I found an article on-line a few years ago about why AEC Marketing Director’s fail. (http://dogpatchblog.com/2013/04/18/why-marketing-people-fail/#more-37) It was a good reminder of the importance of marketing marketing and of keeping our professional practice colleagues educated about why we do what we do when we do and how we set priorities. Probably the best advice the article offered was “By knowing what your firm needs, clarifying that for all involved, hiring right, and then developing an ongoing process that expects the highest level of leadership from those who perform these functions, you’ll see a substantial return on your investment.” What I want to talk about is how we as marketing directors can help our firms do just that:
Knowing what your firm needs: Most marketing directors can lead an executive group through an exercise to help determine what the firm needs from marketing. The challenge comes in helping professional practitioners understand how reasonable those needs might be and how swiftly those needs can be met, and how much bandwidth their marketing staff can have. For example, often this kind of discussion hasn’t involved talking about being published either in Architectural Record or the Wall Street Journal. Part of my role in these discussions is to help clarify why these wants exist, what they will really net the firm on the back end and how long some of these goals might take to achieve.
Clarifying that for all involved: Most firms I’ve worked for are partnerships in which several, sometimes many principals have a say in where the firm is headed, and it’s rare that all parties are in complete agreement. When the consensus of the majority or the direction of an executive committee sends the marketing staff in a particular direction, that majority or executive committee has to “have the marketing director’s back” when the inevitable conflict arises between the firm’s overall priorities and one principal’s individual desires. Leaving the marketing director alone to address those whose desires are in conflict with the overall direction of the firm at best creates speed bumps on the road to success and at worst makes the marketing director a scapegoat. Thus, when setting a direction that may not be universally approved, give your marketing staff the tools and support to succeed.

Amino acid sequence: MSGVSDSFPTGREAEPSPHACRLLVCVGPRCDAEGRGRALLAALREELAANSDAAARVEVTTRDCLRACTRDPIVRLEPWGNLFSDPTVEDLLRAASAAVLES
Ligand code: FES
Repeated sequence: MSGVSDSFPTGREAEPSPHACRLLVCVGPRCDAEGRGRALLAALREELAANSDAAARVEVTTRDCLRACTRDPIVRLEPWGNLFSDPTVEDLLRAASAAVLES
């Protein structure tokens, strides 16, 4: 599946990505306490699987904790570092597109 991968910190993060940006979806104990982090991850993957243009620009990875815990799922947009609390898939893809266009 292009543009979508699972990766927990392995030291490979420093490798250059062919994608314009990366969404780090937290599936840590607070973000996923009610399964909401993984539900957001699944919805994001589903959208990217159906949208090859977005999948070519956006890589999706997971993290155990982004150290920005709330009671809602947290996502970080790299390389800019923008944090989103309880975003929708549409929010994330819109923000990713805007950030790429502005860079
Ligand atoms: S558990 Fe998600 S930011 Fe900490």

Developing an ongoing process that expects the highest level of leadership from those who perform these functions: I firmly believe that almost anything can be measured if we have clarity about expectations and processes and if we engage each other directly and transparently to develop these processes. But let’s recognize this as the complex challenge it is. For example, if the goal you set for your marketing director is to “grow the business”, a lot of discussion is required to unpack what this means and how to measure it.
For example, if your firm is committed to a closer/doer model, then marketing can only truly create opportunity, not actual business, so measure it that way. Also, in my experience, it takes time to truly understand what the road blocks to business development at any given firm are and how best to address them. I once worked at a firm where we had an 85% short list rate but a 40% win rate. It took a year to discover this and six months of presentation training for the practice staff to see it improve. It takes time for professional practitioners to solve systemic problems in the project management and design process. Why would you imagine it wouldn’t take time to solve marketing process problems?
I would add one more word of advice on figuring out how to make marketing professionals succeed: recognize that we are as committed to our field of practice, to our craft, and to our firms’ success as are the architects and engineers with whom we are engaged. We work diligently to learn how and why you do what you do and to communicate to your prospective clients how truly talented you are. How much effort have you put into understanding how and why we do what we do?
Many is the time I’ve been faced with an architect or engineer who has looked down their nose at me or my team because they devalue what they don’t understand. Many is the time I’ve seen architects talk about marketing as something they could just do themselves, while at the same time griping about clients who want to design their own buildings or interiors and simply have the architect sign the drawings. When I don’t understand why or how you do something, I ask. When something I need from you doesn’t get done as quickly as I like, I remind you. All I hope for is that same level of courtesy and professionalism.